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Educational disadvantage: DEIS and literacy initiatives

The Minister of State at the Department of Education & Skills, Ciaran Cannon, outlined to Dara Calleary (FF, Mayo) the government’s approach in the area of educational disadvantage (Dail Eireann, Debates, 19th April 2011, 492-3).  The DEIS (Delivery Equality of Opportunity in Schools) programme had been launched on 30th May 2005 and a comprehensive evaluation by the Educational Research Centre was expected shortly, following an earlier report focussed on rural disadvantage.  The department’s inspectorate had also made a evaluation of implementation in primary and post primary schools and this was expected in the near future.  At present, there were 200 post-primary schools in the programme: 26 community and comprehensive, 48 voluntary schools and 126 VEC schools.  DEIS had been the outcome of the first full review of programmes tackling disadvantage for twenty years.  He went on to say, in summary, that:

Evidence so far was that disadvantage associated with rural poverty did not impact on educational achievement as much as in urban areas.  Children in DEIS rural schools were performing close to the national average.  There was no evidence that additional educational resources would make a meaningful difference, although in the event 331 rural DEIS schools benefitted from additional support.  There was no evidence, he said, to support the case that DEIS help should go to schools with only a few disadvantaged children, because their poverty did not necessarily translate into educational under-achievement.  There was evidence, though, that large proportions of students from a poor background exacerbated the other disadvantages of poverty, what is called the ‘social context effect’, so it was appropriate to concentrate resources on those areas where disadvantage was most evident.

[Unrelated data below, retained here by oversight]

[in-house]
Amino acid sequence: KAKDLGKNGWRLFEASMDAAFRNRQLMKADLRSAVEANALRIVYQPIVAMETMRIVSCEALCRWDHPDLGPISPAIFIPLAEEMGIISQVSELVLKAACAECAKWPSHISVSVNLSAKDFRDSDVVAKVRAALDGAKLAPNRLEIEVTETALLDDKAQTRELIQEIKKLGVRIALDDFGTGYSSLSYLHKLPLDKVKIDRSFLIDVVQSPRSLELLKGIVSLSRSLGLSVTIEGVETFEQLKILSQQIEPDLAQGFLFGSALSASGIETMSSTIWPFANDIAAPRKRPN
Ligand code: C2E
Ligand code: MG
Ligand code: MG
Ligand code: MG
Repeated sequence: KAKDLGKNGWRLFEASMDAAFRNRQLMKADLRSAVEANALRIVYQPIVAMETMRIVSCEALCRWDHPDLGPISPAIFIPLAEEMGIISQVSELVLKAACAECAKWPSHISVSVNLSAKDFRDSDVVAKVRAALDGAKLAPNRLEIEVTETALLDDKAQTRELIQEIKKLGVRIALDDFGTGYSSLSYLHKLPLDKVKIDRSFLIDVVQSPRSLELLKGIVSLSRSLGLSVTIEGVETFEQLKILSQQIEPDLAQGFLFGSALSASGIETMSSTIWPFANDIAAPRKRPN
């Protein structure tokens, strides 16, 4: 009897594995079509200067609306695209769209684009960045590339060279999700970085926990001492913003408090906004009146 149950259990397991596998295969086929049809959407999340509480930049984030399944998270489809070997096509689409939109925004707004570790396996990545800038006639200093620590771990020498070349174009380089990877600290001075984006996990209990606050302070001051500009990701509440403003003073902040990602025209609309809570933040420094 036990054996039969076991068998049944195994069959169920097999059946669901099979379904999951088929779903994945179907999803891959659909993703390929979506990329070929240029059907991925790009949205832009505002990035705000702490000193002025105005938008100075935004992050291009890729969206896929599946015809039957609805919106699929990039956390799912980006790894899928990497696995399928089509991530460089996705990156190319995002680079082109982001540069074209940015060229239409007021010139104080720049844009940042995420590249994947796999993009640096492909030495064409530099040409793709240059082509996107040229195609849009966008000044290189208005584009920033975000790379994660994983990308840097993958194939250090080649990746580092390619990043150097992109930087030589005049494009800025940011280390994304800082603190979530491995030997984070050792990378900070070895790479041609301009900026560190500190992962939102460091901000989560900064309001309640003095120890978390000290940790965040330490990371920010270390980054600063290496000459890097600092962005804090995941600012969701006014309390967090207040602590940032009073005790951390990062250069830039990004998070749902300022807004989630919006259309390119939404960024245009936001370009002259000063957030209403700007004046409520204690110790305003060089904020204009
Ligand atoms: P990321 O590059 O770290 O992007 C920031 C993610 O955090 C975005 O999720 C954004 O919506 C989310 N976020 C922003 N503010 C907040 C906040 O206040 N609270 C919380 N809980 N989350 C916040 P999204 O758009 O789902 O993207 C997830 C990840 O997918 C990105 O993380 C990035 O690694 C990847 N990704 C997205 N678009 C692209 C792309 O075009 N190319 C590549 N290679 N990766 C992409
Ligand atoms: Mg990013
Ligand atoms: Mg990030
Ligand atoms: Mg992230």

The Minister of State at the Department of Education & Skills, Ciaran Cannon, outlined to Brendan Smith (FF, Cavan Monaghan) the funding for adult literacy initiatives, which had risen from €1m in 1997 to €30m presently, with participants rising from 5,000 to 50,000 (Dail Eireann, Debates, 19th April 2011, 486, 487-8).  The minister of state told him that the last major survey of adult literacy had been in 1997 and the department was now participating in a new one, the Programme for the International Assessment of Adult Competencies (PIAAC), organized by the Organization for Economic Cooperation and Development and the Central Statistics Office.  It would be conducted August 2011, with results in 2013.  This involved home surveys of adults 16 to 64 on skills, attitudes, information and the cognitive and workplace skills required for the economy and society of the 21st century.